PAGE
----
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Mike Patton

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Mike Patton
Patton FNM 2009.jpg
Patton in 2009
Background information
Birth name Michael Allan Patton
Born (1968-01-27) January 27, 1968 (age 49)
Eureka, California, US
Genres
Occupation(s)
  • Musician
  • singer
  • songwriter
  • actor
  • record producer
  • multi-instrumentalist
  • film composer
Instruments Vocals
Years active 1984–present
Labels
Associated acts

Michael Allan "Mike" Patton (born January 27, 1968) is an American musician, singer, songwriter, actor, record producer, multi-instrumentalist and film composer, best known as the lead singer of the alternative metal band Faith No More.[5] Patton was also the founder and lead singer of Mr. Bungle, and has played with Tomahawk, Fantômas, Lovage, The Dillinger Escape Plan, and Peeping Tom.

Known for his eclectic influences and experimental projects, Patton has earned critical praise for his diverse array of vocal techniques. VVN Music found Patton possess the highest vocal range of any known singer in popular music, with a range of six octaves.[6] He has worked as a producer or co-producer with artists such as John Zorn, Sepultura, Melvins, Melt-Banana, and Kool Keith. He co-founded Ipecac Recordings with Greg Werckman in 1999, and has run the label since. Patton's vast number of musical endeavours and constant touring have led to him being widely identified as a "workaholic".[7][8][9]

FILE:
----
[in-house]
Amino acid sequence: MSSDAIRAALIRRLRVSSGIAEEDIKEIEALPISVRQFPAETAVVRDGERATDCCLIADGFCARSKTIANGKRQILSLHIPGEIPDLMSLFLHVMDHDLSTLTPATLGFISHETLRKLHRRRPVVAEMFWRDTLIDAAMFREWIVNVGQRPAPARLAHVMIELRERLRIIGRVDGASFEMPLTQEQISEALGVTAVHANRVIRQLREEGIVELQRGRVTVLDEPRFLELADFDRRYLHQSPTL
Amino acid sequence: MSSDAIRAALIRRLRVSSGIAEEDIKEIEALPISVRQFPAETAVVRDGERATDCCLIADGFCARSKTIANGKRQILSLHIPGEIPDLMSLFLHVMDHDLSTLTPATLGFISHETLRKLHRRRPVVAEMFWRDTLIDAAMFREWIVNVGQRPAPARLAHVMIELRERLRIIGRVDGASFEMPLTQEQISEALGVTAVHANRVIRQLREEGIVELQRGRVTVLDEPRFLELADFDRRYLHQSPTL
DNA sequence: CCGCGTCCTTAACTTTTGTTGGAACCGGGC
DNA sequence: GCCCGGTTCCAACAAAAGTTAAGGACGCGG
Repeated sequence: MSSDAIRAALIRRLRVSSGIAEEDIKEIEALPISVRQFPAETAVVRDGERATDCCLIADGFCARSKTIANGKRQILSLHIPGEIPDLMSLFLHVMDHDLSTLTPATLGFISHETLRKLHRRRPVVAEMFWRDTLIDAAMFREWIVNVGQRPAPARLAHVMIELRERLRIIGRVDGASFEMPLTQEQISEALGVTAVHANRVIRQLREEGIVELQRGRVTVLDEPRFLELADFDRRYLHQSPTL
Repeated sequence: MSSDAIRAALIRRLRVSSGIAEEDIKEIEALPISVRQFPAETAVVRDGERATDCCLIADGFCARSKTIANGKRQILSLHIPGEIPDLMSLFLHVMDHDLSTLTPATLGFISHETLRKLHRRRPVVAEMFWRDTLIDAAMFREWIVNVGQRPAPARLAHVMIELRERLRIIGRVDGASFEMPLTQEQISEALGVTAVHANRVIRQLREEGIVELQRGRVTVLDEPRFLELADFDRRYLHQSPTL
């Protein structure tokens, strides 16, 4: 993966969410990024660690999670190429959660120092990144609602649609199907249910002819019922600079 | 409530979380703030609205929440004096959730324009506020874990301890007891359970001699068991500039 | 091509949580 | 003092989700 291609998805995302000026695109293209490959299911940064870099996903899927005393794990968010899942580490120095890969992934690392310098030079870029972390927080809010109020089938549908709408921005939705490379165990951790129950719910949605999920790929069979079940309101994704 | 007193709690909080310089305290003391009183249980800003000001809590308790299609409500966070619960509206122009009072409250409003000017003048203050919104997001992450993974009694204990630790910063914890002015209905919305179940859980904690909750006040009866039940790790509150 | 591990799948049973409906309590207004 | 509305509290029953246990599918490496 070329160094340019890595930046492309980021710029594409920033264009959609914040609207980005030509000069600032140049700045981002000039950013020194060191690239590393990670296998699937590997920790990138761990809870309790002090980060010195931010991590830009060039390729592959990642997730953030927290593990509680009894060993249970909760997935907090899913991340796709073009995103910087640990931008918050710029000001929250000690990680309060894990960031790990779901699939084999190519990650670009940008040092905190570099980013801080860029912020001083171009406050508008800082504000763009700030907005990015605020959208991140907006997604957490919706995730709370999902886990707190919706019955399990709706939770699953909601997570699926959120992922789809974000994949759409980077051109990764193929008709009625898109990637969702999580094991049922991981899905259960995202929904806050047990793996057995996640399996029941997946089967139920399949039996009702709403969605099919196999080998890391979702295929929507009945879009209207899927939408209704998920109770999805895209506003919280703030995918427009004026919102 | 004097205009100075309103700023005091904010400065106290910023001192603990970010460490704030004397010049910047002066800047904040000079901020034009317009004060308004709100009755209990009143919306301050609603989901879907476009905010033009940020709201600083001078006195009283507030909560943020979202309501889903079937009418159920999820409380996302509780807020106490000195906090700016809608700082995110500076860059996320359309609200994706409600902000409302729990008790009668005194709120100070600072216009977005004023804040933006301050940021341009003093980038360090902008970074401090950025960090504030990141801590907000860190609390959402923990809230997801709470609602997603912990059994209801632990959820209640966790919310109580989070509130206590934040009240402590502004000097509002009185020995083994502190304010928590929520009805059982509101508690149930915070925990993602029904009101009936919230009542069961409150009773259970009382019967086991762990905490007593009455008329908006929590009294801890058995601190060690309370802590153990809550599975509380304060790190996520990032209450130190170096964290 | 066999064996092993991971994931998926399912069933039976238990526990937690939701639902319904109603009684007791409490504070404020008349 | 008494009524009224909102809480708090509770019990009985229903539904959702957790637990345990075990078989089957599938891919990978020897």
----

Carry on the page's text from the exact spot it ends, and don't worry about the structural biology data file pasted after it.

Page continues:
Early years

Patton was born and raised in Eureka, California, where he formed Mr. Bungle, with Trey Spruance and Trevor Dunn, in 1985. During the late '80s Mr Bungle recorded the cassette-only recordings, The Raging Wrath of the Easter Bunny, Goddammit I Love America, Bowel of Chiley and OU818, featuring tracks that would later be included on their first Warner Bros. Records release.